Detroit — The American auto industry must substantially improve quality and sharply reduce production costs if it is to survive in an increasingly competitive environment. That is the message bargainers for the Ford Motor Company and General Motors Corporation are taking to the United Automobile Workers union (UAW) as new contract talks hit their stride.
The two giant automakers are in the midst of negotiating new three-year contracts covering a combined total of almost 500,000 hourly workers represented by the union.
The buzzwords of these negotiations are productivity, quality, and job security. The trick for union and management bargainers is to find a way to link those issues in an acceptable contract.
``[Production] costs and quality are the tickets to the playing field of the future,'' says David Cole, head of the Center for the Study of Automotive Transportation at the University of Michigan. ``A manufacturer that doesn't have world-class quality or costs is not even going to be invited by the customer to play the game.''
A glimpse into the cost-containment problems faced by both of the big automakers came to light recently.
In an internal memo leaked to the Detroit Free Press, W.Blair Thompson, GM vice-president and group executive for automotive component groups, reported GM's partsmaking operations will have lost ``in excess of $1 billion'' between April and November. That would account for a significant share of the expected decline in GM's 1987 earnings.
Meanwhile, Ford's chief negotiator, Stan Surma, says that despite six years of cost-cutting efforts that have dramatically improved the automaker's financial performance, it still costs $800 more to build the subcompact Escort than Honda spends to build its comparable Accord model at its plant in Marysville, Ohio.
``A little over $1,000 is attributable to labor costs and productivity differences,'' Mr. Surma says, ``and also some advantages that the transplants have as far as material costs'' from using imported components. Surma adds that the production cost gap is ``offset by freight'' (the cost of shipping those foreign-made components to the United States).
The typical Honda worker in the US earns about $1 an hour less than his Ford counterpart, and Honda's medical and pension costs are also lower. But a more significant factor for Honda is the absence of union work rules that limit flexibility - and productivity - at UAW-organized plants.
While Ford has yet to disclose how it proposes to deal with cost containment and productivity, General Motors took an aggressive stand with its first formal contract offer.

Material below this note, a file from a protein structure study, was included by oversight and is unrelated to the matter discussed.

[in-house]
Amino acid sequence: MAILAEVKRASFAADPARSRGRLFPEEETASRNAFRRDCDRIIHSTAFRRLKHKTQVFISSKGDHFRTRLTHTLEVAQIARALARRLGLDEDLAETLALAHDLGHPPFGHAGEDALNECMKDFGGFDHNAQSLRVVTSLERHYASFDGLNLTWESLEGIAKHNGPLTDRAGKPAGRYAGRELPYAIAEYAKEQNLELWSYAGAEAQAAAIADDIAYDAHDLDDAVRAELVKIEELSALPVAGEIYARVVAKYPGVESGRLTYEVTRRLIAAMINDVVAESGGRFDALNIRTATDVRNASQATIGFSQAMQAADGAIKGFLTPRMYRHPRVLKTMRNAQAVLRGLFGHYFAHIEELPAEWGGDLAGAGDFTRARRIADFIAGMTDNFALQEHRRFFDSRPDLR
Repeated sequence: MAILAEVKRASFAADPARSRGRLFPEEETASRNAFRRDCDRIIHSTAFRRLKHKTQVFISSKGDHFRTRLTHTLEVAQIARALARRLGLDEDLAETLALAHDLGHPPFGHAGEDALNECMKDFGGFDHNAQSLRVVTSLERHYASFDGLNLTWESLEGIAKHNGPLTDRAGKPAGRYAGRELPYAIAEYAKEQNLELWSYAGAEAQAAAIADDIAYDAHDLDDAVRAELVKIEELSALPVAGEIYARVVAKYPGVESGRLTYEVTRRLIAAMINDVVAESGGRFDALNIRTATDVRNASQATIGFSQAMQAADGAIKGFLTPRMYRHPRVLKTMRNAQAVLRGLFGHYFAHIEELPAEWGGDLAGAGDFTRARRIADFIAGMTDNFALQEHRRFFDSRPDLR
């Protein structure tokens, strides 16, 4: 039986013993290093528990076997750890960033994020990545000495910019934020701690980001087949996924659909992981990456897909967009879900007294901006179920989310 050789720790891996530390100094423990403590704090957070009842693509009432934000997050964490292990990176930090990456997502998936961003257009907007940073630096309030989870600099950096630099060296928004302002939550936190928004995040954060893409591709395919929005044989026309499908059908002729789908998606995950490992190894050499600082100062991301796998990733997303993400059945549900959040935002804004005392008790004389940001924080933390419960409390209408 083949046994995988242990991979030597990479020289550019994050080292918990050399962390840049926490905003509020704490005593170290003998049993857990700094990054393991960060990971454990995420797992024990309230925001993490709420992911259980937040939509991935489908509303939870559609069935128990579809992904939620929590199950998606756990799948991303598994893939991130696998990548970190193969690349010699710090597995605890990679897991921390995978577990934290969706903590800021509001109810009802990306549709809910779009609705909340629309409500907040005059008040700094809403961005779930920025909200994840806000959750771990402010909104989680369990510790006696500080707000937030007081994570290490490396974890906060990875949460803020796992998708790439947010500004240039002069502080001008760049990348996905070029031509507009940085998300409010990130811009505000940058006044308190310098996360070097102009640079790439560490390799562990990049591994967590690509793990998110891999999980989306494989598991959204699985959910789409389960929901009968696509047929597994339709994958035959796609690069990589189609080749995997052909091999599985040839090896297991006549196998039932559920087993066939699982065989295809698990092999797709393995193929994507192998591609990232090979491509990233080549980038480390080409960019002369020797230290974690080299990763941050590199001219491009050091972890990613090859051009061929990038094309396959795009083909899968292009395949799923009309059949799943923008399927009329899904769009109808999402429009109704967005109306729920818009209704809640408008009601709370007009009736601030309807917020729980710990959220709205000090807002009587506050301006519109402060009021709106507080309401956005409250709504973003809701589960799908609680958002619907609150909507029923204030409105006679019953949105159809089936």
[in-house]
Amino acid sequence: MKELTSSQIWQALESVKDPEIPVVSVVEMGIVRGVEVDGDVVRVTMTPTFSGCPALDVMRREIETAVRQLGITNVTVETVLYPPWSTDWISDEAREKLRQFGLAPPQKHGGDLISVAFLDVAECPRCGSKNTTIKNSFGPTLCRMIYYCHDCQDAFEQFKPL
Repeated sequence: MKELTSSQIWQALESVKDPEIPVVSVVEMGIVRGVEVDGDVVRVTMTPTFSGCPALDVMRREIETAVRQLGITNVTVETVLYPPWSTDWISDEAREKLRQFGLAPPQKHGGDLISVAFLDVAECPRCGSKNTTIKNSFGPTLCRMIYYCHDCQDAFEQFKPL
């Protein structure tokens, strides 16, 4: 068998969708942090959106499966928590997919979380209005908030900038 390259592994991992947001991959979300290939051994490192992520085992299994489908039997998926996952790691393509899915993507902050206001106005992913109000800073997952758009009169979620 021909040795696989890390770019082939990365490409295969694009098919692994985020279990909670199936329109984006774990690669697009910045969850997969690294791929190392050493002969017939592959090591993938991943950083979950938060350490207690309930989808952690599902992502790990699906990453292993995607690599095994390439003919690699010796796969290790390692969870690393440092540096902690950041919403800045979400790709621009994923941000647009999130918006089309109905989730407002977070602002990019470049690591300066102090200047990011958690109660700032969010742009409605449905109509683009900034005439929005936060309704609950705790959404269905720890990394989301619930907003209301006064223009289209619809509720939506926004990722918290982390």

Though the proposal was quickly rejected by UAW bargainers, many observers believe it may still influence a final settlement.
``In the broadest sense, job security is what these negotiations are all about,'' says GM vice-president Alfred S. Warren, the company's chief bargainer. ``None of us can have truly secure jobs unless the company we rely on for our jobs is competitive in the marketplace.''
The heart of the GM offer would have come into play during the second and third years of the proposed contract. Each plant would have a specific productivity goal set for it by either local or divisional company and union negotiators. If the plant met that target, GM would guarantee not to close it or transfer away work. Otherwise, the plant would face the possibility of being closed or drastically scaled back, and its work force cut.
Wages would also be affected by the GM package. Under the proposal, base rates would be fixed at current levels ($12.82 an hour for a typical car assembler), while the cost-of-living allowance would be permanently frozen at the present 86 cents an hour.
Workers would get a lump-sum bonus during the first year, with second- and third-year bonuses also tied to productivity and quality goals. The GM proposal would have effectively created a two-tier wage system providing lower productivity bonuses for GM's component-plant workers - nearly a third of the 370,000-member UAW work force.
GM would like to measure a plant's performance not only in terms of productivity improvements, but also by how well it is able to upgrade quality.
That is something its rival, Ford, is also hoping to deal with in a new contract. The No. 2 automaker has taken the unprecedented step of setting up a special joint company/union quality-control subcommittee.
``Let's face it,'' says Surma, ``these are unusual times. The company and the union both recognize the need for improving quality to meet the demands of our customer.''
This is one topic on which company and union agree. UAW vice-president Stephen Yokich, the union's chief bargainer at Ford, says quality improvements will be measurable on the shop floor through increased sales. ``As long as they're selling a quality product,'' Mr. Yokich says, ``that's job security.''
Neither side is discussing how it might deal with the quality issue. Yokich, however, hints that he would like to require Ford to increase capital spending in areas where competitors have gained an advantage with more modern equipment.
Another possible way to control quality contractually, says Dr. Cole at the University of Michigan, would be to ``provide a mechanism where, if poor quality is being produced, the union can file a grievance.''